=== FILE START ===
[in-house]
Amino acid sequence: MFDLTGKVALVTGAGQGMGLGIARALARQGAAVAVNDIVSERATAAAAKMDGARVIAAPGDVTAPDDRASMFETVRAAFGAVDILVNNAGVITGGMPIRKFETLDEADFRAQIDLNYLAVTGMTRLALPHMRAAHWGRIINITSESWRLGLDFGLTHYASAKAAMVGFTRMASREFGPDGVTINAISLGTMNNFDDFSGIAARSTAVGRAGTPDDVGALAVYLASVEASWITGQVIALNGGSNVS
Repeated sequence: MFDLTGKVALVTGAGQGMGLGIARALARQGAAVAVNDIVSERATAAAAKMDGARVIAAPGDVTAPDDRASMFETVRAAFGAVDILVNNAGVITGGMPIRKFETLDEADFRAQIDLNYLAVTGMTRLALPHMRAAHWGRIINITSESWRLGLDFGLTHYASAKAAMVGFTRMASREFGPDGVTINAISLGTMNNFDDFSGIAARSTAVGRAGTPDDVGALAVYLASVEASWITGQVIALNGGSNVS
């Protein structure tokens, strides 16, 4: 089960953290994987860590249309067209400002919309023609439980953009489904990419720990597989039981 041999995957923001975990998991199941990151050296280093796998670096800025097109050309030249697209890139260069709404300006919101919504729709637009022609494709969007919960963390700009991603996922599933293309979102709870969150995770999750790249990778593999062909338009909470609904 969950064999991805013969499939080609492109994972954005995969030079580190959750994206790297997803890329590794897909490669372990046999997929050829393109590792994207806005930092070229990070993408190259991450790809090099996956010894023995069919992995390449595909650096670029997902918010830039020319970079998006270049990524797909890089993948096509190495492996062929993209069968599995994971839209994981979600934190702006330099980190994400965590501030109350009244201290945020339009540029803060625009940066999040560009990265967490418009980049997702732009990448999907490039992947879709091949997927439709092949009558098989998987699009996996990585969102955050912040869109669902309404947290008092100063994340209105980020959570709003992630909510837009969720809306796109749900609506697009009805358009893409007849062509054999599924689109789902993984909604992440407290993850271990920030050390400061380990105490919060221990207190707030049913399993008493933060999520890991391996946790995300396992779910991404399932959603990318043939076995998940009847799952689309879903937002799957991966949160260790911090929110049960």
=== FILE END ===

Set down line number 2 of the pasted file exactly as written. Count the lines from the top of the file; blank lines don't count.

Amino acid sequence: MFDLTGKVALVTGAGQGMGLGIARALARQGAAVAVNDIVSERATAAAAKMDGARVIAAPGDVTAPDDRASMFETVRAAFGAVDILVNNAGVITGGMPIRKFETLDEADFRAQIDLNYLAVTGMTRLALPHMRAAHWGRIINITSESWRLGLDFGLTHYASAKAAMVGFTRMASREFGPDGVTINAISLGTMNNFDDFSGIAARSTAVGRAGTPDDVGALAVYLASVEASWITGQVIALNGGSNVS